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IRS Operation Hours: How to Reach the IRS and What to Do When You Can't

IRS Operation Hours: How to Reach the IRS and What to Do When You Can't

Communicating with the Internal Revenue Service (IRS) can be a daunting task, especially when you're faced with time-sensitive questions or concerns for your clients’ taxes. Knowing how to reach out to the IRS for assistance is crucial for tax preparers seeking clarification or resolution to their issues. In this blog post, we will explore the three primary ways to contact the IRS and what steps to take if the standard systems don’t work. 

 Call During Operating Hours: A Classic Approach 

The traditional method of reaching the IRS involves picking up the phone and dialing their toll-free number. The IRS operates during specific hours, and calling during these times is essential to connect with a representative who can address your concerns. While wait times can be a challenge, patience is key—and being ready with any documents and information you need before making the call helps streamline the process significantly. 

Before making that initial call, it's crucial to be aware of the topics that agents can help with over the phone. While they can assist with a broad range of subjects, there are certain topics they cannot address. Check to see if your issue can be dealt with over the phone before calling to save time and frustration.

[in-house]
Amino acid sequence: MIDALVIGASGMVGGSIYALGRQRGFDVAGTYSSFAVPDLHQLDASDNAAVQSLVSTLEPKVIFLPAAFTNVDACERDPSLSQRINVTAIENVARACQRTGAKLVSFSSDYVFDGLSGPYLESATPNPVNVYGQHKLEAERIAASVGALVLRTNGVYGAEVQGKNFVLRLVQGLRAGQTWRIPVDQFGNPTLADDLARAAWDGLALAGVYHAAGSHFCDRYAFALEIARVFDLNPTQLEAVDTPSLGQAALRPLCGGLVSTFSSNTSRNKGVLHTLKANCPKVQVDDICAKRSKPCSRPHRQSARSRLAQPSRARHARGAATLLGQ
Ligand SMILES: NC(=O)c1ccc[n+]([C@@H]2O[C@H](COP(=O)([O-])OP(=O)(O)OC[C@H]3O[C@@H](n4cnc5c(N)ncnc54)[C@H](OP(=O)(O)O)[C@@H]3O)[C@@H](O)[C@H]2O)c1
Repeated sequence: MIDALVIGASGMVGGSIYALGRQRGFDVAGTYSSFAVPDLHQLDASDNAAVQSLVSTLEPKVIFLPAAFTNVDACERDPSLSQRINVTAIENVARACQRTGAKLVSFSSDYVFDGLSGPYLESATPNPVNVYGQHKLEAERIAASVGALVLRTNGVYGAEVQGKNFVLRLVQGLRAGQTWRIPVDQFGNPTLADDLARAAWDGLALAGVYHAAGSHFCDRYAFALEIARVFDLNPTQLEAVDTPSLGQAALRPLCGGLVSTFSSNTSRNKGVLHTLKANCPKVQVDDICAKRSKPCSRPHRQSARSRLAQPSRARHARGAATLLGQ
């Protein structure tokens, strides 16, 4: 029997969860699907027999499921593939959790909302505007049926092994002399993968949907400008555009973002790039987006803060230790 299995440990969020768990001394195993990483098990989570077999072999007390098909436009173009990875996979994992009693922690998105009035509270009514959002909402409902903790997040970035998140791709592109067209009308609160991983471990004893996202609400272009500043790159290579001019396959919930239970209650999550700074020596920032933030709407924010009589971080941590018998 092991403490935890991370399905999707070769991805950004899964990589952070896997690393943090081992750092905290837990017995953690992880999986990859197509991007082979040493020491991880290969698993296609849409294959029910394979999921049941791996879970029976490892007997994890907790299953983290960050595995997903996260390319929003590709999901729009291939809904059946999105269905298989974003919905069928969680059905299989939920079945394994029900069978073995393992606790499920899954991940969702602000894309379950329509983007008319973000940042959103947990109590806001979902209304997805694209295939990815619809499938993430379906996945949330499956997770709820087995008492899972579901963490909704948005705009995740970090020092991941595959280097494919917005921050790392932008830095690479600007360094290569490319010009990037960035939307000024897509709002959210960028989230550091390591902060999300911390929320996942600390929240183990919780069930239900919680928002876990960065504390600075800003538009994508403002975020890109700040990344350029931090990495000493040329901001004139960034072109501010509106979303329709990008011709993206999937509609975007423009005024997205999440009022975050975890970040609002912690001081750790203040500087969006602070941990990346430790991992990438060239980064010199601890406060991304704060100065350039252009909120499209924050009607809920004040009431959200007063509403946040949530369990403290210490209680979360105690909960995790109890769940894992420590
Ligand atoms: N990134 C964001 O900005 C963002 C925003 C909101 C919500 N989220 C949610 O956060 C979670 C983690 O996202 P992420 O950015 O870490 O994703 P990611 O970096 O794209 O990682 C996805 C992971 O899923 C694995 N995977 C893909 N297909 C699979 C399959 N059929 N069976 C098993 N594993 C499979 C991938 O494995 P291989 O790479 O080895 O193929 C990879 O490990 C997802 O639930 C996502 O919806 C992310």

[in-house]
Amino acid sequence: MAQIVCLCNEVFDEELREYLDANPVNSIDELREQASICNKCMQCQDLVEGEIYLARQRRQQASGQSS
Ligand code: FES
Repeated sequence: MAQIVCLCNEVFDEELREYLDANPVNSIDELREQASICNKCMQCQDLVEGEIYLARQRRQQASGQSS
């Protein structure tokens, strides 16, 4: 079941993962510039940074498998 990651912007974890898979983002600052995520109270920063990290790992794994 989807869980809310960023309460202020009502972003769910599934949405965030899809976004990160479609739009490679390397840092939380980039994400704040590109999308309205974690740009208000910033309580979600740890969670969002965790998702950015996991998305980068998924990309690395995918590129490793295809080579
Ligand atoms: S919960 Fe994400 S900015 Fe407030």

The IRS places a high priority on safeguarding an individual’s personal information, necessitating a thorough identity verification process before delving into sensitive discussions. To streamline this verification process when making a call, it's essential to have certain information readily available.  

For individuals, this includes Social Security numbers (SSN) and birth dates, the Individual Taxpayer Identification Number (ITIN) for those without an SSN, filing status (such as single, head of household, married filing joint, or married filing separate), the prior-year tax return, the specific tax return being discussed, and any correspondence received from the IRS.  

In cases where third parties are calling on behalf of someone else, be sure to have verbal or written authorization to discuss the account; the taxpayer's name, SSN, or ITIN; the relevant tax return; a valid Form 8821 (Tax Information Authorization) or Form 2848 (Power of Attorney and Declaration of Representative); and the preparer tax identification number or personal identification number.